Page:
Whilst I am quite happy to bend many the rules of coffee, I was after the generally speaking answer because I was hoping to avoid this thread getting bogged down and the question not being addressed ;) . I personally let my palate decide when somethings ready for me to drink, just couldnt remember what the generally speaking consensus was.

  7. #7
    Senior Member redzone121's Avatar
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    Re: Resting question?

    Yep personal taste must be the deciding factor for the individual.
    I now leave everything ,SOs and Blends for a minimum of 3 days, and make notes as the beans age. For some its 5 days and for others I can go as long as 10 days rest.
    Trial it and see what you like best but keep some notes its hard to think back a month or 2 later.

    CB

  8. #8
    Senior Member speleomike's Avatar
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    Re: Resting question?

    Hi all

    Dennis reasoned....
    > If my reasoning is correct, then lighter roasted beans hold on to greater
    > amounts of CO2 within their cell walls, particularly soon after roasting.
    > Mix CO2 with pressurised water, eg. from an espresso machine, and
    > you get carbonic acid...not very tasty.
    > Resting for a bit longer allows the excess CO2 to be released and
    > the chemical transformations to stabilise.

    I think your prob right about the porosity of the bean dropping as the roast is darker but Im doubtful about the CO2 being in solution in the form of carbonic acid. The gas has quite low solubility at 80-90C and I think all of the CO2 released will be in the crema as small gas bubbles i.e. mixed with the oils as part of the crema emulsion. I dont think you would even taste any acidity due to CO2 in solution. Carbonic acid is just so weak for any reasonable amount of CO2 in solution.
    Take cold soda water for instance (which has CO2 in solution), its not particularly acidic in taste.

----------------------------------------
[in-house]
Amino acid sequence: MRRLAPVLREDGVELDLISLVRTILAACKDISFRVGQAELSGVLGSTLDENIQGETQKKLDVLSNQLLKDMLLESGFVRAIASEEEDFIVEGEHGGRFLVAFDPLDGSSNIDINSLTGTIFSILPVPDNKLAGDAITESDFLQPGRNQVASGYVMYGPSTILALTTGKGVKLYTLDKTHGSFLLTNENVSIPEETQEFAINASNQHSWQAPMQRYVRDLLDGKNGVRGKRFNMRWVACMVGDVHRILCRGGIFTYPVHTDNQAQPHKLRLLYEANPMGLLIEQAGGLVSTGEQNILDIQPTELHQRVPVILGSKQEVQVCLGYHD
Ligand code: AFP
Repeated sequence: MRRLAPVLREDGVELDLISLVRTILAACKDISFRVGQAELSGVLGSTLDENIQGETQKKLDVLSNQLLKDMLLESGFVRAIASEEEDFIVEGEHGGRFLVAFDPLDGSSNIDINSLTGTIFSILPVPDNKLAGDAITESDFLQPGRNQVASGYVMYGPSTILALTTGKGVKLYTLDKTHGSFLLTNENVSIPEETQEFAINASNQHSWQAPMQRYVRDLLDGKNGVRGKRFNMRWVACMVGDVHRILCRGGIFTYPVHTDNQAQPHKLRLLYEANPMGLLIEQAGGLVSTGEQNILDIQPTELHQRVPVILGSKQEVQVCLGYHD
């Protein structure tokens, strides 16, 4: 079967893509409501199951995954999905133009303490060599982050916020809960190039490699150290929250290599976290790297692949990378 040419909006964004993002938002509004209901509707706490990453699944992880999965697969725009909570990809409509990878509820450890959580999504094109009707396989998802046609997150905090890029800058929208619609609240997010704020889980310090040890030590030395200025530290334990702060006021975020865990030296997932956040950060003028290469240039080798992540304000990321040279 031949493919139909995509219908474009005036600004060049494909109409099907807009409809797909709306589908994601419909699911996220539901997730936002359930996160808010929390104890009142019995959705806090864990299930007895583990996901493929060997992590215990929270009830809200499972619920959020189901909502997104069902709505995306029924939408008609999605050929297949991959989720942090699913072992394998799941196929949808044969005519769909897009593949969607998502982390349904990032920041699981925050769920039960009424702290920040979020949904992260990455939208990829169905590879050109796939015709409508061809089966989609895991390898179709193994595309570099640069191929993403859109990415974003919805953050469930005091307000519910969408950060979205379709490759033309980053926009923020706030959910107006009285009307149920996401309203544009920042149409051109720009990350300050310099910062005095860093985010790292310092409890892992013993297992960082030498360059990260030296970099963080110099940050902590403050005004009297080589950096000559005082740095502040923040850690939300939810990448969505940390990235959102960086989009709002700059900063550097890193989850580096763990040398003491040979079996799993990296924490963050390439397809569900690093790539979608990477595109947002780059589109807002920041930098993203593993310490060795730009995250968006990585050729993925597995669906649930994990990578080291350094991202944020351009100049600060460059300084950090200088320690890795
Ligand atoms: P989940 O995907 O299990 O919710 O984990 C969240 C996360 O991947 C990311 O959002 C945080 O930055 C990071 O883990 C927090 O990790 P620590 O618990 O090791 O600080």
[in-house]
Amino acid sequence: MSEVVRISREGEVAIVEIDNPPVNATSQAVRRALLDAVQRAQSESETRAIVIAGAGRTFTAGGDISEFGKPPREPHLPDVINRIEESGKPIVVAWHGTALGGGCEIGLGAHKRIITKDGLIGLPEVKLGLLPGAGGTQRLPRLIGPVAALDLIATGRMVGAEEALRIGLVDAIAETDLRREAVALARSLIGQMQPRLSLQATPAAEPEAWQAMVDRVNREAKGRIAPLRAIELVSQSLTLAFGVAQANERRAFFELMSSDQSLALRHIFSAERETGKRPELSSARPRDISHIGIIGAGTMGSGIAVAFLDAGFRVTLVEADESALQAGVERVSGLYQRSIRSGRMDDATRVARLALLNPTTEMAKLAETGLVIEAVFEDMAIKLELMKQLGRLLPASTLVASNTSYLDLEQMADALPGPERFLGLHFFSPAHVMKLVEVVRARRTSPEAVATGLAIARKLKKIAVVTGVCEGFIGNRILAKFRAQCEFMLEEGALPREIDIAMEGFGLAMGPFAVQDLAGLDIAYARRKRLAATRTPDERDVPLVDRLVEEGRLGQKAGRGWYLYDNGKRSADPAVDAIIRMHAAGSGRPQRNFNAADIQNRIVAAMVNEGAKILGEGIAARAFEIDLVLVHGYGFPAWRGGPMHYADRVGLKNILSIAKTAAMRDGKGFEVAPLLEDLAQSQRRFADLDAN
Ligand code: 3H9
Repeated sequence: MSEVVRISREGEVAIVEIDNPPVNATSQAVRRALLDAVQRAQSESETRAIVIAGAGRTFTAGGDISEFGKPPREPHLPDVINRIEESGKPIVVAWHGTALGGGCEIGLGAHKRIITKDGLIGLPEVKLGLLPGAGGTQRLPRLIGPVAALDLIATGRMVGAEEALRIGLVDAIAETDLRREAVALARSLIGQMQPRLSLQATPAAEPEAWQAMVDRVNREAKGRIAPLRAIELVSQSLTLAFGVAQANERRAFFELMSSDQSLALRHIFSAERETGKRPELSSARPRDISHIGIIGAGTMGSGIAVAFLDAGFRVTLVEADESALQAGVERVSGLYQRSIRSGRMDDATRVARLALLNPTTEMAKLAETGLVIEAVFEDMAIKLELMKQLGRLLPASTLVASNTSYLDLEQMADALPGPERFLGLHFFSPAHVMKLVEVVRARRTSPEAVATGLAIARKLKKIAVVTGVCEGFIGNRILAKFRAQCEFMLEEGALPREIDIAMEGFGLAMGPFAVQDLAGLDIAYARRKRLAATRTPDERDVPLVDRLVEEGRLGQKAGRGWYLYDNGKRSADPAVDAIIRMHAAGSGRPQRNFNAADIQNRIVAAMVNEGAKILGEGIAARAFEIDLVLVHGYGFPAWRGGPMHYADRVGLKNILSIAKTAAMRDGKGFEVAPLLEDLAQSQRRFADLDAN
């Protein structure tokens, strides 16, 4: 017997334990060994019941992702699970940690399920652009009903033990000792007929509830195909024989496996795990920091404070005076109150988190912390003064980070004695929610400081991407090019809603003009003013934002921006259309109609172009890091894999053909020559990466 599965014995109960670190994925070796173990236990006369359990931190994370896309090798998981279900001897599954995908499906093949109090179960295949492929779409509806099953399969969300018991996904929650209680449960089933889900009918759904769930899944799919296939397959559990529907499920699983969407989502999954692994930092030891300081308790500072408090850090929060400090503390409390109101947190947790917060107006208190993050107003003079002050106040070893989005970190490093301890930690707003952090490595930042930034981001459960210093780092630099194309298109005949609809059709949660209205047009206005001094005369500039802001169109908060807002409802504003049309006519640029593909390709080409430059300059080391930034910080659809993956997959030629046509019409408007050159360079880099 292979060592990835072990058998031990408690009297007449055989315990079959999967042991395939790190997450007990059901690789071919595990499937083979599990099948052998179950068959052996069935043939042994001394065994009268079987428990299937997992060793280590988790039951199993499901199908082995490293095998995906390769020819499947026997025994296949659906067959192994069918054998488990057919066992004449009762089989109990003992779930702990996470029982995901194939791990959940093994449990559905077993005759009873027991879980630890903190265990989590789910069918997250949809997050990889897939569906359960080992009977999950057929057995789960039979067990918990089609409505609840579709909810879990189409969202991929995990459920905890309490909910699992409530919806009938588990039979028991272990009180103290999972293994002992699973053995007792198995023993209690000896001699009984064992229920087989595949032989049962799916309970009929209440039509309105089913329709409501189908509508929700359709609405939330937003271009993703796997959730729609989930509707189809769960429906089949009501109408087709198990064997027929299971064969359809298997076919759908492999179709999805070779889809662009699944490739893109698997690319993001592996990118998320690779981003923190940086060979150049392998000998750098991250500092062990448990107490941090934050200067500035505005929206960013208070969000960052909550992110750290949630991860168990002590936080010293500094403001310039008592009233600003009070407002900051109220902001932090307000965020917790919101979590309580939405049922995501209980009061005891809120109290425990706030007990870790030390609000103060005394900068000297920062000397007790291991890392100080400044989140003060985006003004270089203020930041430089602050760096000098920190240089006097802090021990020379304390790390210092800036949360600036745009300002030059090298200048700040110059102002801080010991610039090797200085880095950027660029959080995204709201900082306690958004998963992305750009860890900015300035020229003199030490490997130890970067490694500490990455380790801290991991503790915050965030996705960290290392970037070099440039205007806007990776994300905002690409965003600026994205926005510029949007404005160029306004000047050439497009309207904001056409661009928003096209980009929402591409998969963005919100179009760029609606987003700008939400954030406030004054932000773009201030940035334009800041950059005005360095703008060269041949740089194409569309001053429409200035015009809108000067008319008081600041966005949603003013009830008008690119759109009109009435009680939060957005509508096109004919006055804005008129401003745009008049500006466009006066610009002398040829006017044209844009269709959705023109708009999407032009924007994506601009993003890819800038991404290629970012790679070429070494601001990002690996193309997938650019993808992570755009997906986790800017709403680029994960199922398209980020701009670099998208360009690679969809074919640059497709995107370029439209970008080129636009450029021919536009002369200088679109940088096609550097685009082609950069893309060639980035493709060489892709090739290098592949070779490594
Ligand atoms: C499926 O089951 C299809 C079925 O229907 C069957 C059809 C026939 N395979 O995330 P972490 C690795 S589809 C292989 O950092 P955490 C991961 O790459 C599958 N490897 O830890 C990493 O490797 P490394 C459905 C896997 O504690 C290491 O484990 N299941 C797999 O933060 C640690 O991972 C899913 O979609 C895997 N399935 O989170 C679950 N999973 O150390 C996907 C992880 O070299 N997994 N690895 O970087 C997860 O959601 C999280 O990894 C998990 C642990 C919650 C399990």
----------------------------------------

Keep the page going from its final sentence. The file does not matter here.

Of course Id love to have the book on Coffee Chemistry to be able to refer to that. But its 100s of dollars.

    Mike




  9. #9
    mwatt
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    Re: Resting question?

    Quote Originally Posted by speleomike link=1213084457/0#7 date=1213147522
    Hi all

    Of course Id love to have the book on Coffee Chemistry to be able to refer to that. But its 100s of dollars.

    Mike
    ;D My husband (chemistry teacher) has been ogling that one for aaages.

    I think you may be right about the crema bubbles- super fresh coffee does tend to have a very bubbly crema.
    But, it also does taste funny, not sure Id call it acidic, but it does taste underdeveloped ...

    Hmm, anyone out there able to run Coffee Chemistry 101?

  10. #10
    Senior Member speleomike's Avatar
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    Re: Resting question?

    Behmor Coffee Roaster
    Hi all
    One of the bigger factors that will occur over the first few hours and days is that the beans will adsorb water vapor from the atmosphere. This was driven out by the roasting process so the beans will "suck it back in again". (i.e. until the partial pressure of H2O in bean matches that of the atmosphere). I suspect that this water will enable some other chemical reactions to occur that result in changes in taste over the days. The sugars and oils for instance may well change.

    Mike